File

American Indigenous man has right to hunt in Canada

B.C. court rules Richard Desautel has right to hunt in Canada

An American Indigenous man’s right to hunt in Canada has been upheld by a judge because his ancestors traditionally hunted in this country.

Richard Desautel was charged with violations under British Columbia’s Wildlife Act after he shot and killed a cow elk near Castlegar in 2010.

RELATED: Nelson court hears appeal in Sinixt hunting case

Desautel, a member of the Lakes Tribe in Washington state, argued in provincial court that he was exercising his constitutional right to hunt for ceremonial purposes and was acquitted of the charges in March.

But the Crown appealed to the B.C. Supreme Court, arguing that Desautel is not an Aboriginal person of Canada because the First Nation he claims to be a member of was declared extinct, so he doesn’t have that constitutional right.

RELATED: Province appeals Sinixt hunting case

Justice Robert Sewell has dismissed the appeal, saying Desautel’s tribe traditionally lived on both sides of the border and it has deep connections to its territory in Canada.

Sewell’s written decision says denying the group’s rights would be inconsistent with the objective of reconciliation, because the group occupied the land before European settlers came into contact with First Nations and continued to use the territory after an international boundary was imposed.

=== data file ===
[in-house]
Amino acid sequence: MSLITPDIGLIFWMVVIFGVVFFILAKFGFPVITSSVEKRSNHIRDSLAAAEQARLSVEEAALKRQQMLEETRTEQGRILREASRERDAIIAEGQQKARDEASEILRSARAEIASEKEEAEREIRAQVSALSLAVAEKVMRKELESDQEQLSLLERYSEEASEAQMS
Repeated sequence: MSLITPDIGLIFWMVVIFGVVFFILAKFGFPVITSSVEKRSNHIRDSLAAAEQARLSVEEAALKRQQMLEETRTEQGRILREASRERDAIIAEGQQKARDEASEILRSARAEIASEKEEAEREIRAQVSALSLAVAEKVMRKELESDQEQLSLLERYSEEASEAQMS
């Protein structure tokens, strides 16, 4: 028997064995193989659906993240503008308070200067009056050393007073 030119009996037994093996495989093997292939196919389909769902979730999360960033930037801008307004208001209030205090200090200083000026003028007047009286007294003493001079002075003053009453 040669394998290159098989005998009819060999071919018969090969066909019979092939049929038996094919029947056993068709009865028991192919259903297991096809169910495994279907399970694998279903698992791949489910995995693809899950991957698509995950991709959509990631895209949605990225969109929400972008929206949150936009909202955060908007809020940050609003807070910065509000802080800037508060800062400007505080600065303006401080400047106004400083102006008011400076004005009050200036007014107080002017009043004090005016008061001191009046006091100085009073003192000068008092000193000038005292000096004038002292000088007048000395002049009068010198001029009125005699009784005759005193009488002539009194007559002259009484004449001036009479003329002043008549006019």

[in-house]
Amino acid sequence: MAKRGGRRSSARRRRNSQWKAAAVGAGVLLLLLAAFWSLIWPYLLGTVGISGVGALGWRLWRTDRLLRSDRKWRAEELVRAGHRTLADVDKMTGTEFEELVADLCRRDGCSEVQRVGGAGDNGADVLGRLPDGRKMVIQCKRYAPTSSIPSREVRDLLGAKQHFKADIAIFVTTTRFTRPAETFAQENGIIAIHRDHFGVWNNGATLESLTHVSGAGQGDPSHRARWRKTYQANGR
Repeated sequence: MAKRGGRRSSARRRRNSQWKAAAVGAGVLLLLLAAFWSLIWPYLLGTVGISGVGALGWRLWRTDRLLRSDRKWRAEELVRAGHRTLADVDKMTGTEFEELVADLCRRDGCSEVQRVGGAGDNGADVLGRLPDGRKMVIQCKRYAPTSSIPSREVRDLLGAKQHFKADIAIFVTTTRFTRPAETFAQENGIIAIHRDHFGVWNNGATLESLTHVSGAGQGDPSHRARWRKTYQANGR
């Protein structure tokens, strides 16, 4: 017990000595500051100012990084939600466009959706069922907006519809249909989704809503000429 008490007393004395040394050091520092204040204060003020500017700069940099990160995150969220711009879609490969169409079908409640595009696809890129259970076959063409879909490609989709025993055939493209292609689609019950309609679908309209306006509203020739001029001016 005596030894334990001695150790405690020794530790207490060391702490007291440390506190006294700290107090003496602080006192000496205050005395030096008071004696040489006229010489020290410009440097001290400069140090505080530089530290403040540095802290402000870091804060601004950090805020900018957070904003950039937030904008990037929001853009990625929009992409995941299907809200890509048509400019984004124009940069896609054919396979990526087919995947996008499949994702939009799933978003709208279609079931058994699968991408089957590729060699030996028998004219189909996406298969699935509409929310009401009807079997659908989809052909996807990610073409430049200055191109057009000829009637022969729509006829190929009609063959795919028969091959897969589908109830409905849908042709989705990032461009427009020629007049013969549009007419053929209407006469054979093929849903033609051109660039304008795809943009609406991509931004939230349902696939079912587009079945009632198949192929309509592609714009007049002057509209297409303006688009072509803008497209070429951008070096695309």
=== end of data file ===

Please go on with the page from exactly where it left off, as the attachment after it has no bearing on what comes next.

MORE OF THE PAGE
The Canadian Press

Like us on Facebook and follow us on Twitter.

Just Posted

Snowy winter meant high costs: LDM

Rapid melting could cause floods

Houston Fire Department working harder

The Houston Volunteer Fire Department has seen a significant increase in the… Continue reading

Houston athlete trying out for regional girls’ team

Zone 7 girls’ team is first in eight years

Winter road maintenance standards boosted

Quicker response times, longer winter tire season to be implemented

HVAC overhaul to continue this summer

Upgrades at Houston Secondary School (HSS) are a long-time coming, according to… Continue reading

Toronto van attack suspect faces 10 counts of first-degree murder

The suspect in the Toronto van attack that killed 10 people and injured 15 others on Monday is a 25-year-old man named Alek Minassian

How to keep local news visible in your Facebook feed

Facebook has changed the news feed to emphasize personal connections. You might see less news.

Issues split Trump and Macron, handshakes and kisses aside

Donald Trump and French President Emmanuel Macron professed a sunny, best-friends relationship

How hospitals prepare for mass-casualty incidents

Code Orange alerts explained following the Toronto van attack

Jury to deliberate after Cosby painted as predator

A jury of seven men and five women are to decide actor Bill Cosby’s fate

Memorial to victims of Toronto van attack continues to grow

The subway station where a van was used to run down pedestrians has reopened in Toronto

Small aircraft touches down on Calgary street

The twin-engine plane was apparently short on fuel forcing an emergency landing

B.C.’s living wage increase curbed due to MSP cuts, child care subsidy: report

Living wage varies between $16.51 in north central B.C. to $20.91 in Metro Vancouver

Doctor sees healing power in psychedelic plant as Peru investigates death of B.C. man

Peru’s attorney general has ordered the arrest of two suspects in the killing of 41-year-old Sebastian Woodroffe

Most Read